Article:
Why Is EZ Pass Suing Its Own Customers?

Toll BoothI had intended to post much more over the past couple of weeks, but Time did not permit. I asked it to be flexible, but Time tends to be a stickler about deadlines.

Anyway, a few days ago, I read a New York Times article on attempts by the EZ Pass system to crack down on toll evaders — drivers who purposefully go through the unmanned EZ Pass lanes and attempt to hide their license plates from the cameras by shielding them with various objects, including, in one odd case, a baby (I’m not sure I can picture how that was attempted). I was struck by this quote, about the money lost to toll evaders:

That is why Mr. Crosby and the other image review clerks are on the front lines of the never-ending battle to track down evaders who avoid paying tolls, wittingly or not. They each examine about 1,500 photos a day to identify the license plate numbers of the cars and trucks that go through E-ZPass toll booths without the electronic tags, or with ones that were broken or expired.

“If you let the bad guys get away with it, the good guys won’t pay,” said John Riccardi, a liaison for the Port Authority of New York and New Jersey at the service center.

This argument seems plausible on its face. Failing to enforce the EZ Pass lanes will diminish respect for the tolls, and lead to widespread toll evasion. But it is inconsistent with an argument heard frequently in copyright circles: that copyright enforcement, through lawsuits or DRM, fails to achieve any deterrent effect at all against the “bad guys,” and only forces “good guys” to jump through unnecessary hoops. Indeed, the argument sometimes goes, copyright enforcement decreases respect for copyrights, rather than increasing it. So does this argument apply to EZ Pass as well? Should EZ Pass be criticized, as the RIAA often is, for “suing its own customers”?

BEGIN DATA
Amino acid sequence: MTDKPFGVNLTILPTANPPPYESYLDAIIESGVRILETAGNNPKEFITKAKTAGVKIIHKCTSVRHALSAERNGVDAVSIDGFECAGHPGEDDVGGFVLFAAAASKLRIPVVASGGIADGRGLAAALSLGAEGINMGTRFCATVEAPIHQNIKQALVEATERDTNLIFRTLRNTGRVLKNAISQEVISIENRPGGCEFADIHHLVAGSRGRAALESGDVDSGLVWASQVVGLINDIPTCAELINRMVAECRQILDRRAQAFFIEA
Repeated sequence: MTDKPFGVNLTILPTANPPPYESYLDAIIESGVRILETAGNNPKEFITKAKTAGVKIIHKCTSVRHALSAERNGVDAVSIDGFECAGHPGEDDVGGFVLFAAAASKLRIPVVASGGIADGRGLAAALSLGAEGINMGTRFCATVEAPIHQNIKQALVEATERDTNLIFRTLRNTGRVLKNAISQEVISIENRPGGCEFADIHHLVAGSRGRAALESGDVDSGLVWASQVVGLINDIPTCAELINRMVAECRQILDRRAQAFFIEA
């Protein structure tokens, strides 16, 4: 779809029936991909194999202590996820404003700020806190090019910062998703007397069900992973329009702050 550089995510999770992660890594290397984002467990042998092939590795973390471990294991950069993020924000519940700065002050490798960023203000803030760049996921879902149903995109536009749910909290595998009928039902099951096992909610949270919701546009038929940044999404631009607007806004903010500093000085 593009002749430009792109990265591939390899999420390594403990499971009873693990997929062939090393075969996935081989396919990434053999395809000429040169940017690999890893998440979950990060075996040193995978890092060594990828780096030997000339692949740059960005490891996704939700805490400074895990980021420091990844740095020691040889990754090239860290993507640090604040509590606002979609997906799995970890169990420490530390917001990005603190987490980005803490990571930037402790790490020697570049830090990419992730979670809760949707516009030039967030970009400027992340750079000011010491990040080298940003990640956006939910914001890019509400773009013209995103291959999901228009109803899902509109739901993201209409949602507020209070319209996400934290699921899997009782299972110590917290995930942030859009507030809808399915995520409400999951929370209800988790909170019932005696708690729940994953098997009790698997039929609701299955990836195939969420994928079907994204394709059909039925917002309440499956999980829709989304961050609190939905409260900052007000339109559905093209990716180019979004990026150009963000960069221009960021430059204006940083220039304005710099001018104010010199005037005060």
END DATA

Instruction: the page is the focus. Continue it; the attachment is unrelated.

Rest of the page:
One option of course is to bite the bullet and maintain that, in fact, toll booth enforcement is no more legitimate than copyright enforcement and therefore both should be jettisoned. But I suspect most people making the copyright argument will want to distinguish highway tolls somehow. There are several possibilities.

1. Tolls actually pay for highways and highway maintenance, whereas copyright revenue is unconnected to producing more copyrighted works. Neither side of this argument seems to work as a rule. Certainly some copyright revenue goes to paying for prior work and helping to fund future work — think of a movie studio’s revenues. On the flip side, tolls do not necessarily go only to paying for road improvements. Yet the justifiability of toll enforcement does not seem to depend on how the money is being spent.

The argument in a more general form might simply be that tolls are legitimate, whereas copyrights are illegitimate, and that explains the difference. That states a difference, but I don’t see how it explains it.

2. Copyright enforcement through RIAA-style lawsuits and DRM is heavy-handed, whereas toll enforcement is not. I don’t see how being sued for running a toll booth is likely to be any more pleasant than being sued for downloading. And toll booths are more convenient than DRM? Really?

3. Tolls provide more notice of what’s permitted, whereas copyrights do not. This argument seems superficially plausible, but that plausibility is waning. Note that the only notice that’s relevant to this argument is notice that someone with legal authority wants to charge for access to the work. Toll booths provide clear notice that the state wants you to pay in order to access the road, but really obscure notice about why (it’s probably buried in a prior year state budget somewhere) or what your alternatives are (you could take an alternate route). Even if copyright law is hard to understand, the blunt notice that a copyright owner is charging for the work is in most cases fairly prevalent, especially now. Whereas there may initially have been some confusion about whether sites offering downloads in the 1990s were authorized to do so, if you’re getting movies still playing in theaters from alldvds4free.com, or downloading the Beatles from KaZaA, notice probably isnt’ the issue.